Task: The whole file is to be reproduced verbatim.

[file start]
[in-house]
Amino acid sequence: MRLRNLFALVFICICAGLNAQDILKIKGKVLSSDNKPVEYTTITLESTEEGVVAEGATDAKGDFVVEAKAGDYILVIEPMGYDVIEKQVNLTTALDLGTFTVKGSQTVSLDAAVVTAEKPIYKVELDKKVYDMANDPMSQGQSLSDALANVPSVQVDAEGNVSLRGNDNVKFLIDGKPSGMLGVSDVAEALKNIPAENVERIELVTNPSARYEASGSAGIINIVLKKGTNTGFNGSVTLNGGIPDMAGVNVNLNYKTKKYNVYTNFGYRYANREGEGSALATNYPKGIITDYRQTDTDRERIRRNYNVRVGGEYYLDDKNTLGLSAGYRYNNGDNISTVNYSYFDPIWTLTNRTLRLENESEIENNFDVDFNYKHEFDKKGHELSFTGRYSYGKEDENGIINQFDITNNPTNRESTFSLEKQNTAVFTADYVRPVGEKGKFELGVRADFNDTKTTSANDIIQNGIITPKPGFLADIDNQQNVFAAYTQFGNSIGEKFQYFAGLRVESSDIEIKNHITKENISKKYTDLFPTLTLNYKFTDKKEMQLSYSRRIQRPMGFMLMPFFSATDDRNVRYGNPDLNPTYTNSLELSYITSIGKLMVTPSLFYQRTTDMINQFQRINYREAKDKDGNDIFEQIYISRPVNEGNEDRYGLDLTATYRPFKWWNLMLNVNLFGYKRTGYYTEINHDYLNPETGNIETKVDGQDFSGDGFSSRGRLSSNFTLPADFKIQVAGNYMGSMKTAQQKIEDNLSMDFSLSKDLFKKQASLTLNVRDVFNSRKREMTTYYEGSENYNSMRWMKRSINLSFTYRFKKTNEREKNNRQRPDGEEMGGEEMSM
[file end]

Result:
[in-house]
Amino acid sequence: MRLRNLFALVFICICAGLNAQDILKIKGKVLSSDNKPVEYTTITLESTEEGVVAEGATDAKGDFVVEAKAGDYILVIEPMGYDVIEKQVNLTTALDLGTFTVKGSQTVSLDAAVVTAEKPIYKVELDKKVYDMANDPMSQGQSLSDALANVPSVQVDAEGNVSLRGNDNVKFLIDGKPSGMLGVSDVAEALKNIPAENVERIELVTNPSARYEASGSAGIINIVLKKGTNTGFNGSVTLNGGIPDMAGVNVNLNYKTKKYNVYTNFGYRYANREGEGSALATNYPKGIITDYRQTDTDRERIRRNYNVRVGGEYYLDDKNTLGLSAGYRYNNGDNISTVNYSYFDPIWTLTNRTLRLENESEIENNFDVDFNYKHEFDKKGHELSFTGRYSYGKEDENGIINQFDITNNPTNRESTFSLEKQNTAVFTADYVRPVGEKGKFELGVRADFNDTKTTSANDIIQNGIITPKPGFLADIDNQQNVFAAYTQFGNSIGEKFQYFAGLRVESSDIEIKNHITKENISKKYTDLFPTLTLNYKFTDKKEMQLSYSRRIQRPMGFMLMPFFSATDDRNVRYGNPDLNPTYTNSLELSYITSIGKLMVTPSLFYQRTTDMINQFQRINYREAKDKDGNDIFEQIYISRPVNEGNEDRYGLDLTATYRPFKWWNLMLNVNLFGYKRTGYYTEINHDYLNPETGNIETKVDGQDFSGDGFSSRGRLSSNFTLPADFKIQVAGNYMGSMKTAQQKIEDNLSMDFSLSKDLFKKQASLTLNVRDVFNSRKREMTTYYEGSENYNSMRWMKRSINLSFTYRFKKTNEREKNNRQRPDGEEMGGEEMSM